“Thank you” the tramp replied, “it's very kind of you but I have a problem. I’m too heavy for the light work and too light for the heavy work.”

Their lifespans coincided almost exactly. I have known Jimmy Stobo and Davie Jappy since I was a boy and learned new things about them from their obituaries in The Scottish Farmer last month.

Jimmy was well-known as an agripolitician. I learned that he started as a shepherd for his father. I thought that Davie was a countryman through and through and learned that he lived his early life in Leith. Jimmy started his political career as a young farmer and held directorships until he died. Davie’s reputation as a top shepherd and strong competitor in the show ring was earned locally in the Borders. Both liked white-faced sheep: Jimmy Border Leicesters and Davie Cheviots.

Davie was a young shepherd at Blackhaugh, my Grandfather’s farm, where I spent my holidays as a small boy. Together with the other young shepherd, Bobby Laidlaw, he lodged with Mrs Stoddart the widow of Jock Stoddart, a previous herd. This sleeping arrangement was not unusual at the time. The first hill lambing I did a decade later, I shared a bedroom, with an elderly single herd, Willie Scott, and no one thought anything of it.

The only downside was that, although I was absolutely deadbeat, I couldn’t get to sleep laughing at his stories. I still remember them. Willie often referred to himself as “looking like a tramp”. He was anything but and, although conservatively dressed, was always clean-shaven, neat, and tidy. There were few better shepherds. After one reference to tramps, I burst out laughing.

He assured me that on one occasion he had actually been taken for a tramp. He was walking on a hill track to a whist drive at Eskdalemuir when he saw a lady he knew in front of him. Every time he speeded up to catch up with her, she speeded up too. Breathless when she arrived at the village hall, she told the company that she had walked that path many times but had never seen a tramp on it before.

Tramps were quite common at that time. Some were reputed to be of gentle birth, had dropped out for their own reasons, and were a source of news to remote farms. It was said that a naïve farmer’s son was chatting to a particularly pleasant tramp. “You know,” the young man said, “the harvest is coming on. I’m sure if I spoke to him my Dad could find you a job”.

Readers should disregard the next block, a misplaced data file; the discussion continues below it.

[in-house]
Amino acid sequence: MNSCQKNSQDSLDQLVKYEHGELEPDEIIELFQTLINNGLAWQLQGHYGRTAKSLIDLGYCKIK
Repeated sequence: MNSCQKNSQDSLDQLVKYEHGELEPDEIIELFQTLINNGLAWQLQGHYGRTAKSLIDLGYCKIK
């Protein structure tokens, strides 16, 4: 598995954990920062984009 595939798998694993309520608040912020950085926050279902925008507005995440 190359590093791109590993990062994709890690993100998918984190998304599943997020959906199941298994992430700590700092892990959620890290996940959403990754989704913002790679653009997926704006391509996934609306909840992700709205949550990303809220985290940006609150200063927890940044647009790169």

“Thank you” the tramp replied, “it's very kind of you but I have a problem. I’m too heavy for the light work and too light for the heavy work.”

Davie herded the South Country Cheviots at Blackhaugh. Over several decades they had achieved great success in the show and sale rings. This included holding the record price for a ram for twenty-eight years. Jock Stoddart, who my Father reckoned was the doyen of shepherds, herded them then so Davie had a hard act to follow. The Stoddarts came to Blackhaugh on November 28th, 1915, a particularly foul day.

When she looked out of the lorry at their new home, Mrs Stoddart remarked that she didn’t think they would be biding long. She and Jock stayed till the day they died. Jock’s long service medal presentation was quite a do. Towards the end, everyone except my Uncle Tom, who was too young to drink, was sound asleep. Jock, like a phoenix from the ashes, rose to make a speech. It was brief. “I’ve been thirty years at Blackhaugh and eight years at Blackhope, the best eight years of my life.”

Apart from such memorable days, the light had gone out on Jock’s life. My Grandfather, who owned the only phone, had to bear the message that his only son, Sergeant Jimmy Stoddart, KOSB, had been killed in action. My Grandfather too received the dreaded call bearing news that Jack, his eldest son, had been killed in Normandy. Happily, he pulled through but only just and sired me three years later.

Jock died when I was a year old. His widow, Davie’s landlady, lived on for a long time after that. She was tall and gaunt, wore dark clothes and, as small boys, we were rather in awe of her. She was very forthright. At the time, because of widely reported miscarriages of justice, the abolition of capital punishment was being debated in parliament. When my cousin Mike asked what she thought about it, Mrs Stoddart replied “that they should gie them a wee bit torter first.”

Davie’s bedfellow, Bobby Laidlaw, too had a story. Davie had done his National Service in the RAF. Bobby did him in the Army. When he was demobbed, my grandfather had to offer him his job back, however, the herding at Blackhaugh was filled. My grandfather offered him a position at Eriboll in Sutherland, so Bobby went north. Because of the porous nature of the fences, it was the custom on the farm to take the tups out to an island in Loch Eriboll in a small boat until their services were required.

Bobby was terrified. An elderly shepherd on the farm, George Mackay, known as Geordie Dandy, to distinguish him from the many other George Mackays in the area, had been in the merchant navy. He promised Bobby if the boat went down, he would rescue him. When Geordie retired, Bobby hastened back south. It was maybe as well as, a short time later, the boat capsized, and eight rams were drowned.

When Jimmy and Davie started herding, not only were the proverbial dog and stick and, according to AG Street, “a cheerful disposition” basic requirements, but so too were a pair of tackety boots. I suspect that here Jimmy and Davie’s methods diverged. Jimmy sold a dog to a neighbouring farmer.

A week later the man phoned him. “Jimmy,” he said, “I’ve tried to sit, siddoon, that’ll do, and whistling and nothing works. How do you stop the dog?”

“Oh,” Jimmy replied, “I toot the horn of the Land Rover”.